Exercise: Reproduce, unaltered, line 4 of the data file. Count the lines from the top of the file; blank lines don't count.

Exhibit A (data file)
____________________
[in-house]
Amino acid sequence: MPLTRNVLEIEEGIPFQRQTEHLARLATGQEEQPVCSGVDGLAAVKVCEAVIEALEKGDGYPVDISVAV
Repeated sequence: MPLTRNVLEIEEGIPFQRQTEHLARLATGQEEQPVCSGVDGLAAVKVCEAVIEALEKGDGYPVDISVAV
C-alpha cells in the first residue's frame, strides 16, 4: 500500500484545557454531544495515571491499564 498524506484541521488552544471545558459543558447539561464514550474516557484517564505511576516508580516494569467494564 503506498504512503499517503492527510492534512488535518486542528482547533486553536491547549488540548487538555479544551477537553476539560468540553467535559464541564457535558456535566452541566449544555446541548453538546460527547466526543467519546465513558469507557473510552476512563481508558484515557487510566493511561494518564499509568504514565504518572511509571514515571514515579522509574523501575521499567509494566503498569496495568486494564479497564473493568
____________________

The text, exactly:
C-alpha cells in the first residue's frame, strides 16, 4: 500500500484545557454531544495515571491499564 498524506484541521488552544471545558459543558447539561464514550474516557484517564505511576516508580516494569467494564 503506498504512503499517503492527510492534512488535518486542528482547533486553536491547549488540548487538555479544551477537553476539560468540553467535559464541564457535558456535566452541566449544555446541548453538546460527547466526543467519546465513558469507557473510552476512563481508558484515557487510566493511561494518564499509568504514565504518572511509571514515571514515579522509574523501575521499567509494566503498569496495568486494564479497564473493568